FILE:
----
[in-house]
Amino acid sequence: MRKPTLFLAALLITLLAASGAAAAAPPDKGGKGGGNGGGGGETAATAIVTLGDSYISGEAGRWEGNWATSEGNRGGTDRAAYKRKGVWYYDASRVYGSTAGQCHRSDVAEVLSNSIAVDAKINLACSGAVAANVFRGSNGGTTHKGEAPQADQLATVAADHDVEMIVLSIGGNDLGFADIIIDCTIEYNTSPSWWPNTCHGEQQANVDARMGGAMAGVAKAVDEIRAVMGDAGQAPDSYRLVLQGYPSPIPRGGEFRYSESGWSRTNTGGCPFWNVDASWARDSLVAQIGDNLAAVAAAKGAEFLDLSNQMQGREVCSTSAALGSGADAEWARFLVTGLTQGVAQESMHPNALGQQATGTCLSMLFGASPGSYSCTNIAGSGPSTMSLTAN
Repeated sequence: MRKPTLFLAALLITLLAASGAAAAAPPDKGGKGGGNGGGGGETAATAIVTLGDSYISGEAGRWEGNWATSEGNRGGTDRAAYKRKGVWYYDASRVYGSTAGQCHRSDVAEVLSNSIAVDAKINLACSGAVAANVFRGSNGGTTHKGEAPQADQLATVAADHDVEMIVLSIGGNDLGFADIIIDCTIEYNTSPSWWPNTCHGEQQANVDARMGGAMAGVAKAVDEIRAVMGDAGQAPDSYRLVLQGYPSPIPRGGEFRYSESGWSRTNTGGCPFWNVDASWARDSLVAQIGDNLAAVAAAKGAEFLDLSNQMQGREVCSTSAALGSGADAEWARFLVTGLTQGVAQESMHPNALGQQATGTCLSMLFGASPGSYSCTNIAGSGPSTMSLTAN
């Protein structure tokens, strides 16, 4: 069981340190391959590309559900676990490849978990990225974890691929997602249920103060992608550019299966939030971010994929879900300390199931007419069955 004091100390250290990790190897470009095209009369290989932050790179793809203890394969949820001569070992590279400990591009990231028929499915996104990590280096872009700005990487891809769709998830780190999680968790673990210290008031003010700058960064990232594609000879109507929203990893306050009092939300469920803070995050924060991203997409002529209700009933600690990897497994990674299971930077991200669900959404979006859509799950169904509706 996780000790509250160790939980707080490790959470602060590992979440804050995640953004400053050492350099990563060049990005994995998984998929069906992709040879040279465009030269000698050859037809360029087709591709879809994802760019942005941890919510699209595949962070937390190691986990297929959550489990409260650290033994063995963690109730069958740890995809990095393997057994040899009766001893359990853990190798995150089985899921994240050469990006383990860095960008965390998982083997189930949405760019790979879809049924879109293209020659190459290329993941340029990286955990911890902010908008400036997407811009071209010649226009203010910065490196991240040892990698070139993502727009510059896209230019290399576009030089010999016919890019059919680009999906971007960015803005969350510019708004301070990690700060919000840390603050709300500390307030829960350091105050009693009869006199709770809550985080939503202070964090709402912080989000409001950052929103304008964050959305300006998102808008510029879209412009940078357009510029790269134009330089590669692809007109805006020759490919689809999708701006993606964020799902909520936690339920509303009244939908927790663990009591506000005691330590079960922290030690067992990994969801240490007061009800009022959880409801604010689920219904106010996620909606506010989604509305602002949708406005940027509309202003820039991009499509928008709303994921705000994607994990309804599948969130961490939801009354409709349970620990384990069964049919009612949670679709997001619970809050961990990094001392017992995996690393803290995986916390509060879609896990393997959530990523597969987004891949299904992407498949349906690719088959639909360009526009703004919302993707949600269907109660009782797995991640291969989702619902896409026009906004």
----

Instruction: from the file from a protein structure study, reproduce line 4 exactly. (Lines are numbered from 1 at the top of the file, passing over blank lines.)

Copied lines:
């Protein structure tokens, strides 16, 4: 069981340190391959590309559900676990490849978990990225974890691929997602249920103060992608550019299966939030971010994929879900300390199931007419069955 004091100390250290990790190897470009095209009369290989932050790179793809203890394969949820001569070992590279400990591009990231028929499915996104990590280096872009700005990487891809769709998830780190999680968790673990210290008031003010700058960064990232594609000879109507929203990893306050009092939300469920803070995050924060991203997409002529209700009933600690990897497994990674299971930077991200669900959404979006859509799950169904509706 996780000790509250160790939980707080490790959470602060590992979440804050995640953004400053050492350099990563060049990005994995998984998929069906992709040879040279465009030269000698050859037809360029087709591709879809994802760019942005941890919510699209595949962070937390190691986990297929959550489990409260650290033994063995963690109730069958740890995809990095393997057994040899009766001893359990853990190798995150089985899921994240050469990006383990860095960008965390998982083997189930949405760019790979879809049924879109293209020659190459290329993941340029990286955990911890902010908008400036997407811009071209010649226009203010910065490196991240040892990698070139993502727009510059896209230019290399576009030089010999016919890019059919680009999906971007960015803005969350510019708004301070990690700060919000840390603050709300500390307030829960350091105050009693009869006199709770809550985080939503202070964090709402912080989000409001950052929103304008964050959305300006998102808008510029879209412009940078357009510029790269134009330089590669692809007109805006020759490919689809999708701006993606964020799902909520936690339920509303009244939908927790663990009591506000005691330590079960922290030690067992990994969801240490007061009800009022959880409801604010689920219904106010996620909606506010989604509305602002949708406005940027509309202003820039991009499509928008709303994921705000994607994990309804599948969130961490939801009354409709349970620990384990069964049919009612949670679709997001619970809050961990990094001392017992995996690393803290995986916390509060879609896990393997959530990523597969987004891949299904992407498949349906690719088959639909360009526009703004919302993707949600269907109660009782797995991640291969989702619902896409026009906004």